John Neumann, Pioneer Saint
Admirers and critics
Father Neumann followed closely the progress of his parochial schools. He enjoyed conducting a lesson occasionally to relieve a teacher, and he dropped in regularly to visit the classrooms. One teacher, Mother Caroline, confessed that she had a short fuse and often lost her temper with the children. "After Father Neumann surprised me in this fault once or twice," she said, "I learned to correct it. He used to enter the schoolroom so quietly that I didn’t notice him until he greeted me with the words: ‘Sister, I thought I heard you screaming just now.’ "
Once a particular student was causing a great deal of trouble. The teachers were ready to expel him, and the parents were at their wit’s end. Father Neumann took an interest in the boy and decided to tutor him for an hour each day. The boy improved significantly, astounding his parents and his teachers.
John had loyal admirers, but it seems his critics were more vocal. "Father Neumann has only half the necessary qualities of a good superior," wrote one prominent member to the provincial, "namely, exemplary conduct and regularity. He lacks the ail-important quality in America of force or authority. He never had this and he never will."
As it happened, feeling overwhelmed and ill-suited to the hectic post, John had already written to the provincial asking to be allowed to resign. The provincial granted the request and appointed John to be adviser to his successor. He still had influence, but he no longer felt the awful burden of responsibility.
The reluctant bishop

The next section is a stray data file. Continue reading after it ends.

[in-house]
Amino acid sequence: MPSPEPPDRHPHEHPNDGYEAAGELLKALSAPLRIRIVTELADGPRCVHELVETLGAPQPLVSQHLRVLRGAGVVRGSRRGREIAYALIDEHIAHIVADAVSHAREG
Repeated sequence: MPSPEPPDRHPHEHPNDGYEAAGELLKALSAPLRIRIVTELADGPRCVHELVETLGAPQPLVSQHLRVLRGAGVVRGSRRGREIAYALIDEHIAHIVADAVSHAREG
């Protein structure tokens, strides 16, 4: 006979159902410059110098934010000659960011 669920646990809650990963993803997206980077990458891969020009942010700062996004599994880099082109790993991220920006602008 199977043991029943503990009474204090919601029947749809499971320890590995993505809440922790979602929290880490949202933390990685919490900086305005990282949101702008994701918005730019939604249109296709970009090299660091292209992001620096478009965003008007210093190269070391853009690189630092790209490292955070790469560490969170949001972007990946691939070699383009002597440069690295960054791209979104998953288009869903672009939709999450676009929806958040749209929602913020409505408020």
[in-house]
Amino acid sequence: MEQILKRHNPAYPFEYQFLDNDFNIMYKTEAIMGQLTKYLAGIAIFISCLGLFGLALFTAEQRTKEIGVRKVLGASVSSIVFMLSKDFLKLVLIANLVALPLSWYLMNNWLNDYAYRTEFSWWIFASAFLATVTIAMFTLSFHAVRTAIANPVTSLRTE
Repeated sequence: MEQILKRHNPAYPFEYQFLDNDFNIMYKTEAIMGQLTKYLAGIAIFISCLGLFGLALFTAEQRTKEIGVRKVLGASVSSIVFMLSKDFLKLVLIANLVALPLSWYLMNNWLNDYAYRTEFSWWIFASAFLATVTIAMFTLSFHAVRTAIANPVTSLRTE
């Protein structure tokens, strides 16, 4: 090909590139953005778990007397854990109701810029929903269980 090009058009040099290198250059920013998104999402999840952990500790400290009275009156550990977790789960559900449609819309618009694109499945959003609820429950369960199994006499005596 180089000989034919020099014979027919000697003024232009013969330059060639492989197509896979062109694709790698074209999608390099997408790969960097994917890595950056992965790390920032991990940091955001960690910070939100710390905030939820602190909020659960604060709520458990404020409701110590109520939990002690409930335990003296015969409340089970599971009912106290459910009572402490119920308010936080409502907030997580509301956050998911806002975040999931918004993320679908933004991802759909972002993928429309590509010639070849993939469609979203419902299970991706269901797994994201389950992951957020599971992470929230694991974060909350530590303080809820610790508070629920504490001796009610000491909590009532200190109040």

Just when John was beginning to enjoy religious life again, he received word from Rome that he had been named Bishop of Philadelphia, under obedience and without appeal. Bishop! Philadelphia! He was stunned by the news and dropped, stricken, to his knees. Some men sell their souls to acquire power. John contemplated dying to avoid it. On the eve of his consecration he confided to a friend, "I’d rather die tomorrow than be consecrated bishop."
The first time John Neumann entered the recreation room of the rectory in his fancy new episcopal robes, he grinned at his confreres and commented wryly, "The Church treats her bishops like a mother treats a child. When she wants to place a burden on him, she gives him new clothes."
On March 28, 1852—his forty-first birthday—Father John Neumann became bishop of the largest, most prestigious diocese in the country. Many were delighted that John’s virtues had been recognized. Others were frankly skeptical. "I don’t know how to explain this decision," the Bishop of Pittsburgh wrote to a fellow clergyman, "except that in their anxiety to impose some German blood into the episcopal body [the cardinals] laid hold of the first German name that presented itself."
Despite his own doubts, John threw himself into his work. "Every day was full," writes one biographer. "His diversified activities would have undermined the health of many a prelate. At one time he was writing letters; at another, drawing up the framework for a society, visiting the sick, hearing confessions, meeting visitors, or officiating at commencement exercises, laying cornerstones, conferring orders on neophytes to the priesthood—a continuous series of small actions."
John’s preaching style was unremarkable, but his solid messages moved his listeners. The secular city newspaper commented, "Bishop Neumann was not a fluent and eloquent speaker, but he more than made up for the graces of oratory by the solidity of his talent and profundity of his thoughts."
Bishop Neumann had a facility for languages. He spoke and heard confessions in French, German, Bohemian, Spanish, Italian, Dutch, and English. When he learned that some Irish Catholics in Pennsylvania could not confess because no priests understood Gaelic, he studied Gaelic. Apparently he mastered it, for on one of his visits an Irish grandmother stepped out of the confessional and exclaimed, "Ah, isn’t it grand that we finally have an Irish bishop!"